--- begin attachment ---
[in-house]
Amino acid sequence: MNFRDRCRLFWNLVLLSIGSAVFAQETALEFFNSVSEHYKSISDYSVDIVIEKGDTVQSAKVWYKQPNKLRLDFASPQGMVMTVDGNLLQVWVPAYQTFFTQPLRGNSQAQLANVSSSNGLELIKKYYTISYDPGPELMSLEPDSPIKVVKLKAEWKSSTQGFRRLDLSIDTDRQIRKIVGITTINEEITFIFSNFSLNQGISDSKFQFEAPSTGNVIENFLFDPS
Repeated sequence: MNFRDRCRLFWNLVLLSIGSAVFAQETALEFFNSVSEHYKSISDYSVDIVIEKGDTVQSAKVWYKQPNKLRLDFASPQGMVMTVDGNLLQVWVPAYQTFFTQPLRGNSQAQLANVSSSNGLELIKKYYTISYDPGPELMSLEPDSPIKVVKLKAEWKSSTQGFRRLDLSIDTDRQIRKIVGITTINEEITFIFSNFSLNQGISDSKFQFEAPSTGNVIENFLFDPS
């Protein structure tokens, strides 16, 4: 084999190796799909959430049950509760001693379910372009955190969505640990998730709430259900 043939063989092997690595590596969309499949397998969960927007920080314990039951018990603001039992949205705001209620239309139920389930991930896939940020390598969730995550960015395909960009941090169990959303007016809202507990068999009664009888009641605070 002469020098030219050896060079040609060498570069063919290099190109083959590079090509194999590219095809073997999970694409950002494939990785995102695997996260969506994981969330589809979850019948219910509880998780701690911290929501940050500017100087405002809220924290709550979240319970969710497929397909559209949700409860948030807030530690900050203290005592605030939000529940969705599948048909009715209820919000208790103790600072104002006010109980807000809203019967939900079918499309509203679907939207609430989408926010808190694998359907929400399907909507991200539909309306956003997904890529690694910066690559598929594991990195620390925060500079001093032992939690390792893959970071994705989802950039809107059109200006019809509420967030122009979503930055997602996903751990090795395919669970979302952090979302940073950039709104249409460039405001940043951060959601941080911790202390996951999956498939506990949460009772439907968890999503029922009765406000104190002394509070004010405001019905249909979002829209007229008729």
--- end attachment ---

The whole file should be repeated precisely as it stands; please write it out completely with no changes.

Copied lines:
[in-house]
Amino acid sequence: MNFRDRCRLFWNLVLLSIGSAVFAQETALEFFNSVSEHYKSISDYSVDIVIEKGDTVQSAKVWYKQPNKLRLDFASPQGMVMTVDGNLLQVWVPAYQTFFTQPLRGNSQAQLANVSSSNGLELIKKYYTISYDPGPELMSLEPDSPIKVVKLKAEWKSSTQGFRRLDLSIDTDRQIRKIVGITTINEEITFIFSNFSLNQGISDSKFQFEAPSTGNVIENFLFDPS
Repeated sequence: MNFRDRCRLFWNLVLLSIGSAVFAQETALEFFNSVSEHYKSISDYSVDIVIEKGDTVQSAKVWYKQPNKLRLDFASPQGMVMTVDGNLLQVWVPAYQTFFTQPLRGNSQAQLANVSSSNGLELIKKYYTISYDPGPELMSLEPDSPIKVVKLKAEWKSSTQGFRRLDLSIDTDRQIRKIVGITTINEEITFIFSNFSLNQGISDSKFQFEAPSTGNVIENFLFDPS
């Protein structure tokens, strides 16, 4: 084999190796799909959430049950509760001693379910372009955190969505640990998730709430259900 043939063989092997690595590596969309499949397998969960927007920080314990039951018990603001039992949205705001209620239309139920389930991930896939940020390598969730995550960015395909960009941090169990959303007016809202507990068999009664009888009641605070 002469020098030219050896060079040609060498570069063919290099190109083959590079090509194999590219095809073997999970694409950002494939990785995102695997996260969506994981969330589809979850019948219910509880998780701690911290929501940050500017100087405002809220924290709550979240319970969710497929397909559209949700409860948030807030530690900050203290005592605030939000529940969705599948048909009715209820919000208790103790600072104002006010109980807000809203019967939900079918499309509203679907939207609430989408926010808190694998359907929400399907909507991200539909309306956003997904890529690694910066690559598929594991990195620390925060500079001093032992939690390792893959970071994705989802950039809107059109200006019809509420967030122009979503930055997602996903751990090795395919669970979302952090979302940073950039709104249409460039405001940043951060959601941080911790202390996951999956498939506990949460009772439907968890999503029922009765406000104190002394509070004010405001019905249909979002829209007229008729």